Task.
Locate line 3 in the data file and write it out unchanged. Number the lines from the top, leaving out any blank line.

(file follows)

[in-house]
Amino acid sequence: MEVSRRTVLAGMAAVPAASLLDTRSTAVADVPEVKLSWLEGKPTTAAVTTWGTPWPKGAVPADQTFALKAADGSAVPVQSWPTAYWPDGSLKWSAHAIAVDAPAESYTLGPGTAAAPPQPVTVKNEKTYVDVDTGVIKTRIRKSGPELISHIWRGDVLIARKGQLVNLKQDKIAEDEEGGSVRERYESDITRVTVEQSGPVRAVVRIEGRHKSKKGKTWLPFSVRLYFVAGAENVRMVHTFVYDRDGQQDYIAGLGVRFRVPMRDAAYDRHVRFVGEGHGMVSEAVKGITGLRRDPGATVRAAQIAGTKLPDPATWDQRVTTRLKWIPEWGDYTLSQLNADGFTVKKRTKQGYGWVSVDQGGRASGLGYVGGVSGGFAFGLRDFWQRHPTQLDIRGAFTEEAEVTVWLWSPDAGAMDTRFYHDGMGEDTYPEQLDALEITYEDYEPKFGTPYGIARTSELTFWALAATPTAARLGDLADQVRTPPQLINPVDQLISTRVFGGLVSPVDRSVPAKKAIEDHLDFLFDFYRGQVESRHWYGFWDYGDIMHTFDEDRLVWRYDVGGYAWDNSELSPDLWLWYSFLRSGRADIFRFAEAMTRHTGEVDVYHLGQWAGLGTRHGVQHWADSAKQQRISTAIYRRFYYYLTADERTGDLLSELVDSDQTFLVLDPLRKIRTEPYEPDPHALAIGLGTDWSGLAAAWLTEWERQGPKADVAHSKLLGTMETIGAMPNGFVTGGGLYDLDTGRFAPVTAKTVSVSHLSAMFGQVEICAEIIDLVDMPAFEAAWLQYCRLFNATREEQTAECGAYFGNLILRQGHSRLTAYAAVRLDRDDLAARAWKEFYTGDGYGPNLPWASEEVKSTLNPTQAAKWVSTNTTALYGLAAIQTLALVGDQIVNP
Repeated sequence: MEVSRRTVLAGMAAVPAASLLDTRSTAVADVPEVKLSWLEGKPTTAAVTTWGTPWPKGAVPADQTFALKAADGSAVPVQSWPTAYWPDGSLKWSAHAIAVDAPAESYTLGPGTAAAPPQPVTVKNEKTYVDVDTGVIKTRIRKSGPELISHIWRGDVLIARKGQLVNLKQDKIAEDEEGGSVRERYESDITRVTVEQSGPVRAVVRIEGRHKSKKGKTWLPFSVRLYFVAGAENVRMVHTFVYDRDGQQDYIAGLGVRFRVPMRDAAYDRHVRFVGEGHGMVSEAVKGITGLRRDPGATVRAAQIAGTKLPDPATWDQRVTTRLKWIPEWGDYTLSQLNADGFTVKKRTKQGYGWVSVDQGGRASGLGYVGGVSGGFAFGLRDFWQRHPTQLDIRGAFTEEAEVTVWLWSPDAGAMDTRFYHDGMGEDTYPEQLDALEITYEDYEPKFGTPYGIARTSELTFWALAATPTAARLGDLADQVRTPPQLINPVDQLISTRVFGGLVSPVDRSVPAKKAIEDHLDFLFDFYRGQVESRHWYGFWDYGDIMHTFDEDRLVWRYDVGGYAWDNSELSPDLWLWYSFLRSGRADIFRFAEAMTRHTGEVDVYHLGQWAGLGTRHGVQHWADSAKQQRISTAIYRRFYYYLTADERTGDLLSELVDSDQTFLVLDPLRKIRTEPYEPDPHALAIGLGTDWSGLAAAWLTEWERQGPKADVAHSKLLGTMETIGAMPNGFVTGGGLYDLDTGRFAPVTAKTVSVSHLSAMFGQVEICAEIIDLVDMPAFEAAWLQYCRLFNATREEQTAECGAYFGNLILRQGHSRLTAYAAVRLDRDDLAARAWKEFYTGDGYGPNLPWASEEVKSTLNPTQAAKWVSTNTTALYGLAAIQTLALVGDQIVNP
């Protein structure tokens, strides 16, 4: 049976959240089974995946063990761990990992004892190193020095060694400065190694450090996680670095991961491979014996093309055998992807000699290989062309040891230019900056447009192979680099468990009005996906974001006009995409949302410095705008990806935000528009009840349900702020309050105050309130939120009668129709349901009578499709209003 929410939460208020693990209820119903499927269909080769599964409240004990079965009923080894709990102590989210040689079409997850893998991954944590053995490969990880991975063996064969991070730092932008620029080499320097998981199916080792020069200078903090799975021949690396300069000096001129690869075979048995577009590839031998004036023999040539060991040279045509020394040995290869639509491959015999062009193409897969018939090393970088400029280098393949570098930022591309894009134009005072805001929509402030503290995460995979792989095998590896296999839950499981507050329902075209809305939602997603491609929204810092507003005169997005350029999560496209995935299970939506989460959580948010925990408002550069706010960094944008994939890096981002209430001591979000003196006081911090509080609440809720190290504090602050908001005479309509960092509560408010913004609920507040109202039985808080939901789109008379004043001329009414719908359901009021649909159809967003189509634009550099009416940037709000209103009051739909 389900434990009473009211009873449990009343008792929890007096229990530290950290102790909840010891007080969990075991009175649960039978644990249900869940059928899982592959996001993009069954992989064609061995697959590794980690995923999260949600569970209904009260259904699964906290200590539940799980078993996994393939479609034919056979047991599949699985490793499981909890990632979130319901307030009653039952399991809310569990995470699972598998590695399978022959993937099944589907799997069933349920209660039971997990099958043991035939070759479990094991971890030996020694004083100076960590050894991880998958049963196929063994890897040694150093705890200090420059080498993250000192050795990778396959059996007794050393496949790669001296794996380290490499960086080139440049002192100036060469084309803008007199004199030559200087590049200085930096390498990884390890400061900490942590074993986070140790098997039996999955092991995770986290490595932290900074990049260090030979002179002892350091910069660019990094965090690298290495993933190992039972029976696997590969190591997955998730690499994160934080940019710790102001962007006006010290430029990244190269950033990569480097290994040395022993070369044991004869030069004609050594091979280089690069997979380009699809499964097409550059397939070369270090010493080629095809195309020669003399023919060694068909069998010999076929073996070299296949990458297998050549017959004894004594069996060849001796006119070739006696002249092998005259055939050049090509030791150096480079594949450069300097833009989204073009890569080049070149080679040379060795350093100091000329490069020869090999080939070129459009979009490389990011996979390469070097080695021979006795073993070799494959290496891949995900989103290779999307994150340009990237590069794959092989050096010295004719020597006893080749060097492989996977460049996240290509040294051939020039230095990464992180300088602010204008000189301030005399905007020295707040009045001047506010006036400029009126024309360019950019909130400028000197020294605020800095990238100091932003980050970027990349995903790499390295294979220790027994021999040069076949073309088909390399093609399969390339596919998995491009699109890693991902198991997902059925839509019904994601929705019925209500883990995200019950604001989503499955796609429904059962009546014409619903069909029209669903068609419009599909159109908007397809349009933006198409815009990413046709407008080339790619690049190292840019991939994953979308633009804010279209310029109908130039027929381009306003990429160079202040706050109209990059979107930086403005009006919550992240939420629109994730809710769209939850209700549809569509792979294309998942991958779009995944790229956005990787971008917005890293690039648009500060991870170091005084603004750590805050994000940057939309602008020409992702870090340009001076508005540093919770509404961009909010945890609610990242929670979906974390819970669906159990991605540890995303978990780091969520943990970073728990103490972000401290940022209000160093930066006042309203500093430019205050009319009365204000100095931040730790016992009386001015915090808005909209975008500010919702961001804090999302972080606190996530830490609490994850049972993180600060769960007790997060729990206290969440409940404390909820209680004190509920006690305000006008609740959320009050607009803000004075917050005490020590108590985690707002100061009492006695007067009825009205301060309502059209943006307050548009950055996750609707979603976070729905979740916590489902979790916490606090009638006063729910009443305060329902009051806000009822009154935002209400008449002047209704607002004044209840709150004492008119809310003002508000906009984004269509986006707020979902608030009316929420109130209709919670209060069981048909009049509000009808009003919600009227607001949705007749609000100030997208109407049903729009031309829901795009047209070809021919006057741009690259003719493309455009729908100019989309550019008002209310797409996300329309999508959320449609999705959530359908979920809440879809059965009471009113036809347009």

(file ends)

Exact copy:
Repeated sequence: MEVSRRTVLAGMAAVPAASLLDTRSTAVADVPEVKLSWLEGKPTTAAVTTWGTPWPKGAVPADQTFALKAADGSAVPVQSWPTAYWPDGSLKWSAHAIAVDAPAESYTLGPGTAAAPPQPVTVKNEKTYVDVDTGVIKTRIRKSGPELISHIWRGDVLIARKGQLVNLKQDKIAEDEEGGSVRERYESDITRVTVEQSGPVRAVVRIEGRHKSKKGKTWLPFSVRLYFVAGAENVRMVHTFVYDRDGQQDYIAGLGVRFRVPMRDAAYDRHVRFVGEGHGMVSEAVKGITGLRRDPGATVRAAQIAGTKLPDPATWDQRVTTRLKWIPEWGDYTLSQLNADGFTVKKRTKQGYGWVSVDQGGRASGLGYVGGVSGGFAFGLRDFWQRHPTQLDIRGAFTEEAEVTVWLWSPDAGAMDTRFYHDGMGEDTYPEQLDALEITYEDYEPKFGTPYGIARTSELTFWALAATPTAARLGDLADQVRTPPQLINPVDQLISTRVFGGLVSPVDRSVPAKKAIEDHLDFLFDFYRGQVESRHWYGFWDYGDIMHTFDEDRLVWRYDVGGYAWDNSELSPDLWLWYSFLRSGRADIFRFAEAMTRHTGEVDVYHLGQWAGLGTRHGVQHWADSAKQQRISTAIYRRFYYYLTADERTGDLLSELVDSDQTFLVLDPLRKIRTEPYEPDPHALAIGLGTDWSGLAAAWLTEWERQGPKADVAHSKLLGTMETIGAMPNGFVTGGGLYDLDTGRFAPVTAKTVSVSHLSAMFGQVEICAEIIDLVDMPAFEAAWLQYCRLFNATREEQTAECGAYFGNLILRQGHSRLTAYAAVRLDRDDLAARAWKEFYTGDGYGPNLPWASEEVKSTLNPTQAAKWVSTNTTALYGLAAIQTLALVGDQIVNP